2. yeah, its like saying music remixing or mashing destroys musical creativity – i don’t buy it. Continuing the musical analogy, sure there was a lotta crap made in early era of sampling and digital playback, but look how its moved on and spawned an explosion of creativity and musical genres that are genuinely loved. The cream always rises

  3. I co-created a sketch comedy show, Good Commitment, that ran for a year and a half and produced about 50 sketches. The ones that stuck best were ones based around something familiar. Usually a spoof of something. It was satisfying to get some eyeballs and make people laugh spoofing the Westboro Baptist Phelps family but not quite as satisfying as it would have been for one of our original sketch ideas to take hold.

  4. Any time something gets opened up to the masses, there’s going to be vast amounts of derivative crap. It’s a fact of life. Look at public access TV.

  5. maybe public access in your neck of the woods, but where are you located. Somewhere that there are a lot of people that are trying to break into the industry, or is it a place that people are trying to inform their neighbors. Kind of general when PACT was the first to have UGC.

  6. Is YouTube Killing Video Originality? – GigaOM Thursday, July 3, 2008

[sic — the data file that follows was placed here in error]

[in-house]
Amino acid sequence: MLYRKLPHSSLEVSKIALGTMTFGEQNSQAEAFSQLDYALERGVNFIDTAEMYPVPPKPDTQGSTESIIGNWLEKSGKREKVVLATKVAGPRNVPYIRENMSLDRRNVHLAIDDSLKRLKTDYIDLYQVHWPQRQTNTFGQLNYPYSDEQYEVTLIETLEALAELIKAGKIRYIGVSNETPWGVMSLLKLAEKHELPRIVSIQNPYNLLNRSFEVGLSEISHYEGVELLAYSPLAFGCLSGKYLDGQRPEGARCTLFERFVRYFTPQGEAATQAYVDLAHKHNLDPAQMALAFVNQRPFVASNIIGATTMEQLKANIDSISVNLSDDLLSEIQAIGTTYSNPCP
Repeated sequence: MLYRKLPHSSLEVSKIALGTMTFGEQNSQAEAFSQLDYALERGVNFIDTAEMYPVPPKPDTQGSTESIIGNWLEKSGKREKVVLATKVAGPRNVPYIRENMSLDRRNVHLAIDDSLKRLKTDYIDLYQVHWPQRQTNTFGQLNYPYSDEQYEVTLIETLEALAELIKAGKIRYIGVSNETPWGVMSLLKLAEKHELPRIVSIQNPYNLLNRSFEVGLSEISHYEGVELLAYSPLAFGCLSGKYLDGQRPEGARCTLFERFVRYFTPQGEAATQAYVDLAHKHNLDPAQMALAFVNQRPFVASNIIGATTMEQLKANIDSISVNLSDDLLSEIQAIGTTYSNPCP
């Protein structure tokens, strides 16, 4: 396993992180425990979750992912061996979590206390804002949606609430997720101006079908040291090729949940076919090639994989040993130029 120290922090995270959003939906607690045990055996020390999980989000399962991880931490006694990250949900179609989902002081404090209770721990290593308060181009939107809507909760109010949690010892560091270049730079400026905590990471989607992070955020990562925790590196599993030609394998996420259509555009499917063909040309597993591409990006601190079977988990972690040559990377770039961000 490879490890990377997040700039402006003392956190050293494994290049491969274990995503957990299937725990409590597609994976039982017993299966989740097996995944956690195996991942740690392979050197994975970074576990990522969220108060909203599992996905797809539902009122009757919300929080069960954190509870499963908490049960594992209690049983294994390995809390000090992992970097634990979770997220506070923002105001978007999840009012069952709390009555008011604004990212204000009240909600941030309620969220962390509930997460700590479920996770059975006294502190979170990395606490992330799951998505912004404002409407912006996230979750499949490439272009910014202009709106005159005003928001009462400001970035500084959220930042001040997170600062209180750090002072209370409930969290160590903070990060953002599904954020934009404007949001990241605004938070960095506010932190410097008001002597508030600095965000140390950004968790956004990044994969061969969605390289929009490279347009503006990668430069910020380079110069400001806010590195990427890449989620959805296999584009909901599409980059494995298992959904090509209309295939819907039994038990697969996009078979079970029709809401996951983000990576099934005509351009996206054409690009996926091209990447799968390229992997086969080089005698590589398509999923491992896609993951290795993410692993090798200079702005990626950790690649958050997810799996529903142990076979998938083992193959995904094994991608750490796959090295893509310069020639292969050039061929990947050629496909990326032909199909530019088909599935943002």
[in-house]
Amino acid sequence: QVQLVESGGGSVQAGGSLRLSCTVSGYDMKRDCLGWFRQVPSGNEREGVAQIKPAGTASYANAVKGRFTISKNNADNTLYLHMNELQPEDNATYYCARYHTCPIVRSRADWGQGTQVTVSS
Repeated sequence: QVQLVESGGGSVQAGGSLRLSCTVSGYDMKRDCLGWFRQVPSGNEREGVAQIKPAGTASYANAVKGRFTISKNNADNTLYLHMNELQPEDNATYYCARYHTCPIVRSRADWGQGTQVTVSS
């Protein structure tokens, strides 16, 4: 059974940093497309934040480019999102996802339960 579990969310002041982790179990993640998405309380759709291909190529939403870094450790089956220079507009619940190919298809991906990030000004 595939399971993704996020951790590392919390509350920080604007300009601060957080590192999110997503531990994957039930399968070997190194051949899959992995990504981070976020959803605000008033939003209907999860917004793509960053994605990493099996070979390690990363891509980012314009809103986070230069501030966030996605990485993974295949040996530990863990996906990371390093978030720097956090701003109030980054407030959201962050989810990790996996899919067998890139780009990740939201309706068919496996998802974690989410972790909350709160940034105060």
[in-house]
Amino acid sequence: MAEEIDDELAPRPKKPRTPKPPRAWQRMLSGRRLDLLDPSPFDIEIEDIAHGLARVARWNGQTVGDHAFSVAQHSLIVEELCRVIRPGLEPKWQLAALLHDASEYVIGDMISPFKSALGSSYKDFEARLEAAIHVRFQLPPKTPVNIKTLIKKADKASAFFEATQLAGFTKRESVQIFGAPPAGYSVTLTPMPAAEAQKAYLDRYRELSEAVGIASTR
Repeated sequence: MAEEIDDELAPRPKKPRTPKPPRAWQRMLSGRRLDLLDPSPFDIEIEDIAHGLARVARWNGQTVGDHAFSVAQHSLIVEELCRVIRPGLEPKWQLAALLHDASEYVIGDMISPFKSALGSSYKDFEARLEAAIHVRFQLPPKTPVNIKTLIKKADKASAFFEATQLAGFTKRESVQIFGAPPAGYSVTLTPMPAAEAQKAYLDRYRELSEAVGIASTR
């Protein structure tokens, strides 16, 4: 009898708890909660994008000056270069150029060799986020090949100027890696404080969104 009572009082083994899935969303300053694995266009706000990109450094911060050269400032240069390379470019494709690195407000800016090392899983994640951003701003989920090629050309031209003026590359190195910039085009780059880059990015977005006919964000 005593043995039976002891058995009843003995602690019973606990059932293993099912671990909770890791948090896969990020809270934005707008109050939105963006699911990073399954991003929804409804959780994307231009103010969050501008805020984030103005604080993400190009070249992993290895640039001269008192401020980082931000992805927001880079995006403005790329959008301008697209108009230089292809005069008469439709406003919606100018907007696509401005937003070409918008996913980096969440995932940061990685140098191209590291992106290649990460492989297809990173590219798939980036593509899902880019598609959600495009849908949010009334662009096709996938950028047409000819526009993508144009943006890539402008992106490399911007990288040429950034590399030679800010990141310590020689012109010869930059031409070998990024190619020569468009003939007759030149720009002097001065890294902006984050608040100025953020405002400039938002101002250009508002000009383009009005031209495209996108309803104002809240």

[...] Edit Staff, Thursday, July 3, 2008 at 12:57 AM PT Comments (0)  The promise of web video was that cheap cameras, easy editing software and free online distribution would open up new vistas of creativity. Instead we’re just seeing the same things, mostly parodies, over and over. Some are just recycling the same ideas. It’s just becoming faster and easier, which is spawning more of it, as people chase video views on YouTube. Continue Reading. [...]

  7. Tama Leaver dot Net » Blog Archive » Links for July 3rd 2008 Thursday, July 3, 2008

    [...] Is YouTube Killing Video Originality? [NewTeeVee] – “…more people are creating …video than ever before… The issue becomes when people start creating for the playcounts. What?s the fastest way to rack up a million plays on YouTube, land an agent and get on Oprah? It?s not by making something new!” [...]

  8. Sumant Srivathsan Thursday, July 3, 2008

    In a typical market, quality would be rewarded, while crap gets discarded. This means that regardless of the copycat stuff dominating the YouTube webspace, it’s quite natural for quality to come out on top. IMO, if people are going around and spending time watching these me-too hacks, then maybe that’s what they want. Or maybe there’s nothing else that’s good enough to watch (which is impossible to believe – that’s just a discovery issue).

  9. Howard Owens Thursday, July 3, 2008

    Creativity is hard.

  10. I think that’s the way humans learn, first we copy, then with a lot more work we can be creative. Video sharing is still too fresh for that, most users have no experience, but i believe it will come.

    I think Youtube is not killing video creativity anymore than the keyboard killed literacy or blogs killed news. There are lots of texts not worth reading out there… and that nobody reads, actually! We stick to the good stuff.

    So we can expect a kind of darwinism to take place, bad videos will be replaced by better, more creative ones, and so on…